• 19#WebVisionsWhy this is so important for designers tounderstandData and technology advances havemade feedback more insightful andengaging – a powerful feedback loopmotivates you to keep going!2
  • 20#WebVisionsGamification and Wearables
  • 21#WebVisionsWhy this is so important for designers tounderstandGame mechanics are based onthe psychology of motivationand attention1
  • 22#WebVisionsWe‟ve Been Playing for a Looooong Time
  • 23#WebVisions“Play is often talkedabout as if it were arelief from seriouslearning. But forchildren play is seriouslearning. Play is reallythe work of childhood.”Won‟t you be my neighbor?
  • 24#WebVisions“To learn, we must ventureout to explore and probethe world around us. Tomotivate that exploration,our brain encourages us toplay.”
  • 25#WebVisionsWhat promotes afeeling of play?
  • 26#WebVisions“Flow” by Mihaly Csikszentmihalyi
  • 27#WebVisionsWhat helps encourage a flow state?• Present an activity that has a clear set of goals.• Balance the challenges you present and the skills of the participants.• Give clear feedback about the participant‟s performance as theyinteract.• Cut down on distractions if you can.
  • 28#WebVisionsAnd of course…FUN!“Fun is pleasure with surprises.”
  • 29#WebVisionsHow do games structureplay in different ways?
  • 30#WebVisionsWarm-Up1. Everyone take a slip of paper – eachrepresents a player interaction pattern2. Find and stay with those that have thesame interaction pattern.3. This is your game design team!
  • 31#WebVisionsPlayer Interaction PatternsTracy Fullerton, “Game Design Workshop”Single Player vs. GameMultiple Individual Players vs.GamePlayer vs. PlayerMultilateral CompetitionTeam CompetitionCooperative PlayUnilateral Competition
  • 32#WebVisionsWarm-Up1. Brainstorm 3-4 games that use your playerinteraction pattern2. Pick one of those and discuss:• What makes it challenging?• How does it motivate you to act?• How does it make you feel?• How is it unique?
  • 33#WebVisionsExamples of Game Types• Set Collection– Mahjong, Ticket to Ride• Social Paranoia– Werewolves, Mafia• Role Playing– Dungeons and Dragons• Resource Management– The Sims• Tile Laying– Carcassonne• Territory Control– Risk
  • 34#WebVisionsBack to Our Story…
  • 35#WebVisionsHow do games appeal appeal todifferent types of players?
  • 36#WebVisionsTypes of PlayersRichard Bartle, creator of MUD, said that there are primarily four types of players. Usually people are amix which can vary by age and game. If taken in a more black-and-white way, the general populationis roughly composed of 75% socializers, 10% either explorers or achievers, and 5% killers.People EnvironmentActingInteractingSocializersKillers AchieversExplorers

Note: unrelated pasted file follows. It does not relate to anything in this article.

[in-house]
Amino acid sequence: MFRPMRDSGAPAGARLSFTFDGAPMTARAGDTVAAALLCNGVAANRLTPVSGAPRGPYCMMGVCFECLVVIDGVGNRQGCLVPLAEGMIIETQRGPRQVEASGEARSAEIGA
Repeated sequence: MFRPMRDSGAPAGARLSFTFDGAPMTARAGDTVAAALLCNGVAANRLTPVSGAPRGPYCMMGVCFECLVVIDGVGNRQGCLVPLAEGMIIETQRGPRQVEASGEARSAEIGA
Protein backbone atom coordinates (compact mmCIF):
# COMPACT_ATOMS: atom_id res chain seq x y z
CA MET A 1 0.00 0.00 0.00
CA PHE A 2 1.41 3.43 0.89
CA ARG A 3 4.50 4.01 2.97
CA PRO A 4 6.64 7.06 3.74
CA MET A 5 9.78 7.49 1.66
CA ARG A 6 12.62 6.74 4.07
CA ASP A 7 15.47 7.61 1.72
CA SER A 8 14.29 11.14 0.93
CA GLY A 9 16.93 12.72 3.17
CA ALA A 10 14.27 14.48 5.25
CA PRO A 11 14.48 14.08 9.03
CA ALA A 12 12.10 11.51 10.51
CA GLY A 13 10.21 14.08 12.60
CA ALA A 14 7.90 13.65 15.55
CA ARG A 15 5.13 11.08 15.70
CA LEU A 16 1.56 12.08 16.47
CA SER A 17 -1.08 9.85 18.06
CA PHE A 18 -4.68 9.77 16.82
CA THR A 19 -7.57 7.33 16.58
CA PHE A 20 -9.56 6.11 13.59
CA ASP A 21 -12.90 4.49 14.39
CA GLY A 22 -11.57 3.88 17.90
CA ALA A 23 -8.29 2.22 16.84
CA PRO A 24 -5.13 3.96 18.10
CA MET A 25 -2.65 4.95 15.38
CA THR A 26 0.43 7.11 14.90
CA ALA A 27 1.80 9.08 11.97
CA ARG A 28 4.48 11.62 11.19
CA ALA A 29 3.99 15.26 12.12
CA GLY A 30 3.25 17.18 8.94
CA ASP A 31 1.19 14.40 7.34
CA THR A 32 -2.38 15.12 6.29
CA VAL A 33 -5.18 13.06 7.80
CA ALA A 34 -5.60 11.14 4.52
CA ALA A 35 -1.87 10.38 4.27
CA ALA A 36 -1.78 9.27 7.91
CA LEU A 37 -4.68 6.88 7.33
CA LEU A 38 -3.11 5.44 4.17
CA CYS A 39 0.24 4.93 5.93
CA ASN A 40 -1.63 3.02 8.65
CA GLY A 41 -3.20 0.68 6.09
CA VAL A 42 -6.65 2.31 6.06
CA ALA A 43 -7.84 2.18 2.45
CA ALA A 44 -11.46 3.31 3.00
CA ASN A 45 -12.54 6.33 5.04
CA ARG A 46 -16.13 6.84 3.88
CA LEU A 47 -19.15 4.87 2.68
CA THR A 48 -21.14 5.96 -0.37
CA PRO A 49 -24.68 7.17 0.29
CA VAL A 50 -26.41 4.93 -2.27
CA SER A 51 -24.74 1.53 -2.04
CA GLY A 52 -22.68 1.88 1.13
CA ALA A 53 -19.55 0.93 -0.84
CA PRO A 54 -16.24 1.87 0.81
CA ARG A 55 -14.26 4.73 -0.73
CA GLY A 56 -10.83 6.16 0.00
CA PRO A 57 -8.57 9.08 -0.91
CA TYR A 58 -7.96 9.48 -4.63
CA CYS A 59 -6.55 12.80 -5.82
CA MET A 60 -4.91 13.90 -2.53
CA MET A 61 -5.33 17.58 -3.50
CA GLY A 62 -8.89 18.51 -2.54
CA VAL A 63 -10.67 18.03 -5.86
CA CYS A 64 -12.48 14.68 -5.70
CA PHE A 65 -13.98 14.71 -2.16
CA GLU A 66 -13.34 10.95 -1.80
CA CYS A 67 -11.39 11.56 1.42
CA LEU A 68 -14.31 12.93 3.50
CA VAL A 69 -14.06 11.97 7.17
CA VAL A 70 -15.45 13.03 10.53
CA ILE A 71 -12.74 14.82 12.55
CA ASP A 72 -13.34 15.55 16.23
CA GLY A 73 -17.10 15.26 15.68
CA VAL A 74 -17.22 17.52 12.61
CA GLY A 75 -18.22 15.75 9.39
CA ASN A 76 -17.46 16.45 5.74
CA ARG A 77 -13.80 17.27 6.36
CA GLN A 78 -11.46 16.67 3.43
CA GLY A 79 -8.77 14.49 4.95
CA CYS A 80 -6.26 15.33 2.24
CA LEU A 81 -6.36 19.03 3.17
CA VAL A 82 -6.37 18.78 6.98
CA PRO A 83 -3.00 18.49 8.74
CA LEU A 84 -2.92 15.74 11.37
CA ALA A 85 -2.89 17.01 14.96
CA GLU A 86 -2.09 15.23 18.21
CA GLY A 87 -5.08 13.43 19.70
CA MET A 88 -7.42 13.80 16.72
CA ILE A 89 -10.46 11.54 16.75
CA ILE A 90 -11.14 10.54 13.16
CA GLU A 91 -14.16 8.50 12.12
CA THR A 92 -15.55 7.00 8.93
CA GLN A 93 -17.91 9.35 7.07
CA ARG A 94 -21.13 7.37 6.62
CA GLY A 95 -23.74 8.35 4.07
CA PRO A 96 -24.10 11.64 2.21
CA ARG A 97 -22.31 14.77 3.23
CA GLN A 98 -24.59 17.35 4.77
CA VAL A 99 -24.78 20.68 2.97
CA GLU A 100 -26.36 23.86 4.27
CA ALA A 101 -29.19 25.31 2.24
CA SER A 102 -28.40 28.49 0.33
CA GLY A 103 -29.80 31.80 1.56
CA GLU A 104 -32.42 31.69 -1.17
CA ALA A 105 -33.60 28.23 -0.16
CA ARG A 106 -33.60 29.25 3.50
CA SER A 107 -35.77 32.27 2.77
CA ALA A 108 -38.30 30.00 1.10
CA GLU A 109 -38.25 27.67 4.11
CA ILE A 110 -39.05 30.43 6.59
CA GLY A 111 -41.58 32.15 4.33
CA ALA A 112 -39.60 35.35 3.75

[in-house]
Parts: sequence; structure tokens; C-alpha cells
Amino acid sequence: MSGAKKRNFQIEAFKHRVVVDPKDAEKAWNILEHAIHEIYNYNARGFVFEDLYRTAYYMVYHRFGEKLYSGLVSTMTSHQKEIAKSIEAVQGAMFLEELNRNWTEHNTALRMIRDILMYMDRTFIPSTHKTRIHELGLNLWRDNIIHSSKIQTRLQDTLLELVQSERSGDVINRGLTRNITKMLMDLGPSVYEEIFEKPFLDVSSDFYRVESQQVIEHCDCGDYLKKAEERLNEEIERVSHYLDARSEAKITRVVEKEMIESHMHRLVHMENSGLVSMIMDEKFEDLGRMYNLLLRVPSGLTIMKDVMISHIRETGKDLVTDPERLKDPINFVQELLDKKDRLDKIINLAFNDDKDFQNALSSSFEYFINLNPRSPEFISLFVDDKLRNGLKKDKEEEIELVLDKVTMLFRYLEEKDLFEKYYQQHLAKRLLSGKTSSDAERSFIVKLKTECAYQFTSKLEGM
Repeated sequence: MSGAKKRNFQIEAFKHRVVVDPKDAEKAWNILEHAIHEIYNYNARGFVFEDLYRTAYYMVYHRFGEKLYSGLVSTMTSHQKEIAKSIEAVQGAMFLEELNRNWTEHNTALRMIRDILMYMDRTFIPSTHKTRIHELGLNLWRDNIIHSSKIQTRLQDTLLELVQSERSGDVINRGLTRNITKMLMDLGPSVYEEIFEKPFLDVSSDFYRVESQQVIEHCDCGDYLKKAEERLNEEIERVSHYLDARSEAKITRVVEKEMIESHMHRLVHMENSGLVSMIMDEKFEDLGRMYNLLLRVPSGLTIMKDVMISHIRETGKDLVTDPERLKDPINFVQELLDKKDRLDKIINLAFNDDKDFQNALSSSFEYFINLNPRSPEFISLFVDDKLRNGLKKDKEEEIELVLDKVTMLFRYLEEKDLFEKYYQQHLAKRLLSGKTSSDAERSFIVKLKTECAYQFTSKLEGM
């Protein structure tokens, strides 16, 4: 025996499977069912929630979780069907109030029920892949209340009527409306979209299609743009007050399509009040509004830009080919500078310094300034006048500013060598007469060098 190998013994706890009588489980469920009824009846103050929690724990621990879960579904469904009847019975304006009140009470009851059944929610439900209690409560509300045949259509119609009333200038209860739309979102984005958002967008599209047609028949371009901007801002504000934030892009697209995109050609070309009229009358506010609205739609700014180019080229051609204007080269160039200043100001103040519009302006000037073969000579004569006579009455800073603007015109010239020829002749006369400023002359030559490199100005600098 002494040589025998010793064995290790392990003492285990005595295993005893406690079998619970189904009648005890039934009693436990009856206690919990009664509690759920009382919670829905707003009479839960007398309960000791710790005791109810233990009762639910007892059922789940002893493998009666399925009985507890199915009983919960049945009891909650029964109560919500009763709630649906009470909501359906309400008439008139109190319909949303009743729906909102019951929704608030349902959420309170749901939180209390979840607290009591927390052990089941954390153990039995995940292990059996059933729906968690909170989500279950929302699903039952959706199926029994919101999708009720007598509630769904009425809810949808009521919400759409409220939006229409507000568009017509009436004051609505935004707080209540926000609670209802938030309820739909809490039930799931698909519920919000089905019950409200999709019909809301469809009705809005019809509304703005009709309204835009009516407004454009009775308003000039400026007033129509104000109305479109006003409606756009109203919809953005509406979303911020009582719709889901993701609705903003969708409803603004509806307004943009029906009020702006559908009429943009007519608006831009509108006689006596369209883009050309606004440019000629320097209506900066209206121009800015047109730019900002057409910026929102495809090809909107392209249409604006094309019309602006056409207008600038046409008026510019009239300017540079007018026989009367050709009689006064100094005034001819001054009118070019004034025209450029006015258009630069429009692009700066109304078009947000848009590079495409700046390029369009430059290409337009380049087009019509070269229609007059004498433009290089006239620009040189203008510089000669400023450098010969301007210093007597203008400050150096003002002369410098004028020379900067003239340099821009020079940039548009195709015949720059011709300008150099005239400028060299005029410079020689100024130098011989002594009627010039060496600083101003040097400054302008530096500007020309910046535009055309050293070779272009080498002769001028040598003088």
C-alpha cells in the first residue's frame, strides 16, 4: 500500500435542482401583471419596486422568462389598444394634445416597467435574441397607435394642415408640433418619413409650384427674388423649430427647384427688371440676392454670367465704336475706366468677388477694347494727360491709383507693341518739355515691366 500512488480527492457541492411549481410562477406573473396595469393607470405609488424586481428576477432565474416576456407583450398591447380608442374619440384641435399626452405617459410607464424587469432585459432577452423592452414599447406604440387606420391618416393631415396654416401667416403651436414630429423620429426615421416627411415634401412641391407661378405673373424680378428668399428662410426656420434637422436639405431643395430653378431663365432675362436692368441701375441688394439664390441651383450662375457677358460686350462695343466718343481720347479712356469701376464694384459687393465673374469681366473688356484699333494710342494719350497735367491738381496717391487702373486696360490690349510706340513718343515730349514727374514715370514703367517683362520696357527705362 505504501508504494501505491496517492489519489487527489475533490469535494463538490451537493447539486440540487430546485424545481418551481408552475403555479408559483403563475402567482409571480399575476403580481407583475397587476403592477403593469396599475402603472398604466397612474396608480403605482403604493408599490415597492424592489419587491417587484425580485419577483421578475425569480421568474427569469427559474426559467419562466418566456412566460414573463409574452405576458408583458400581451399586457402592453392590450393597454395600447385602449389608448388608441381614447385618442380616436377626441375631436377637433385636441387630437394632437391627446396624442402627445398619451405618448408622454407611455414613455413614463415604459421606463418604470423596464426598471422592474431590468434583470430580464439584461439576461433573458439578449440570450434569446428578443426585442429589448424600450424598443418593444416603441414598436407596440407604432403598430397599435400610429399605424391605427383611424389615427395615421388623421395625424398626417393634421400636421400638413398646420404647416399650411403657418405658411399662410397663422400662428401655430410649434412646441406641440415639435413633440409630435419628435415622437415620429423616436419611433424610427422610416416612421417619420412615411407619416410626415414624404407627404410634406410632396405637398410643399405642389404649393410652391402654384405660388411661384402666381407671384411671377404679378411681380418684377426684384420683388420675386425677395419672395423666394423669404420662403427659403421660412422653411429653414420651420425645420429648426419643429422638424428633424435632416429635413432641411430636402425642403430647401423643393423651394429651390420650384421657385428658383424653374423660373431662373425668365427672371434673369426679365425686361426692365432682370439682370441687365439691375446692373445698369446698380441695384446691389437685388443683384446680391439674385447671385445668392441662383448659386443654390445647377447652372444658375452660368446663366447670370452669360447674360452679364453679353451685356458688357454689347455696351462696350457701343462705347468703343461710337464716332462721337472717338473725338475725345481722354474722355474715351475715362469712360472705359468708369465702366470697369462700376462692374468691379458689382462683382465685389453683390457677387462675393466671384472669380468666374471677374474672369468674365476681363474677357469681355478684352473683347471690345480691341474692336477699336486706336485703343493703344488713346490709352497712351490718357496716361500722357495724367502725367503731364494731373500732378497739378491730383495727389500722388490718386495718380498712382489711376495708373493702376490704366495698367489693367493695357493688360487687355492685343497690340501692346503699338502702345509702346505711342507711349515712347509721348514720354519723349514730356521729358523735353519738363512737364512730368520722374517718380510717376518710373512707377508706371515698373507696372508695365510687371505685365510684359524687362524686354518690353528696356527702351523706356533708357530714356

• 37#WebVisionsTypes of PlayersTracy Fullerton rounds this out the following 10 types:1. The Competitor: Plays to best other players, regardless ofthe game2. The Explorer: Curious about the world. Loves to goadventuring: seeks outside boundaries, physical or mental3. The Collector: Acquires items, trophies, or knowledge. Likesto create sets, organize history, etc.4. The Achiever: Plays for varying levels of achievement:ladders and levels incentivize them
  • 38#WebVisionsTypes of Players5. The Joker: Doesn‟t take the game seriously. Plays for thefun of playing. May annoy other players but also make thegame more social than competitive.6. The Artist: Driven by creativity, creation, design.7. The Director: Loves to be in charge, direct the play8. The Storyteller: Loves to create or lives in worlds of fantasyor imagination9. The Performer: Loves to put on a show for others10. The Craftsman: Wants to build, craft, engineer, or puzzlethings out
  • 39#WebVisionsCommon Gamification Elements• Achievement "badges” and levels• Progress bars• Systems for awarding, redeeming, trading, gifting, and otherwiseexchanging some kind of currency• Challenges between users• Leader boards• Embedded, small casual games within other activities
  • 40#WebVisionsA Word of WarningGamification is NOT about adding “points” to something to makepeople perform certain actions.This could lead to point-seeking behavior.And it won‟t fix a product if that product doesn‟t fit the needs of youraudience.
  • 41#WebVisions#WebVisions 41http://chocolate-broccoli.comYOU CAN‟T JUST ADD CHOCOLATE
  • 42#WebVisionsAvoid adding chocolate to broccoli.Dont rush to the outcome.Focus on the path to your objective.The end should be valuable but the means should beenjoyable.Dont think in terms of a product.Think in terms of a system.
  • 43#WebVisionsPlay to Change: Using Game Mechanics to Motivate Your AudienceCONCEPT DESIGN
  • 44#WebVisionsKnow Your Audience• Who are you focusing on?• Where are you focusing them?• What are you trying to influence?• Are there important regulations to examine (e.g., COPPA)?